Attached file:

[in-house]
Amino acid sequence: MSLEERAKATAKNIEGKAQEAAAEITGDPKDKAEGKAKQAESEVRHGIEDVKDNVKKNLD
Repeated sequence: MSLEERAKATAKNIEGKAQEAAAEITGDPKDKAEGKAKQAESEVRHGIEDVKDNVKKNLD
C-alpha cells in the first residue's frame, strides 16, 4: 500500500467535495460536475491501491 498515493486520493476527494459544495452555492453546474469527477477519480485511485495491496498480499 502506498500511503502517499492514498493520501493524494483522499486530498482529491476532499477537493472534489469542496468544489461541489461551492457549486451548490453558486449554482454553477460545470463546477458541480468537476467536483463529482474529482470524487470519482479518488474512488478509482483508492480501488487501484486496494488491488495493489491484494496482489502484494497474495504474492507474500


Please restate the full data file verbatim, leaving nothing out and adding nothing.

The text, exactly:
[in-house]
Amino acid sequence: MSLEERAKATAKNIEGKAQEAAAEITGDPKDKAEGKAKQAESEVRHGIEDVKDNVKKNLD
Repeated sequence: MSLEERAKATAKNIEGKAQEAAAEITGDPKDKAEGKAKQAESEVRHGIEDVKDNVKKNLD
C-alpha cells in the first residue's frame, strides 16, 4: 500500500467535495460536475491501491 498515493486520493476527494459544495452555492453546474469527477477519480485511485495491496498480499 502506498500511503502517499492514498493520501493524494483522499486530498482529491476532499477537493472534489469542496468544489461541489461551492457549486451548490453558486449554482454553477460545470463546477458541480468537476467536483463529482474529482470524487470519482479518488474512488478509482483508492480501488487501484486496494488491488495493489491484494496482489502484494497474495504474492507474500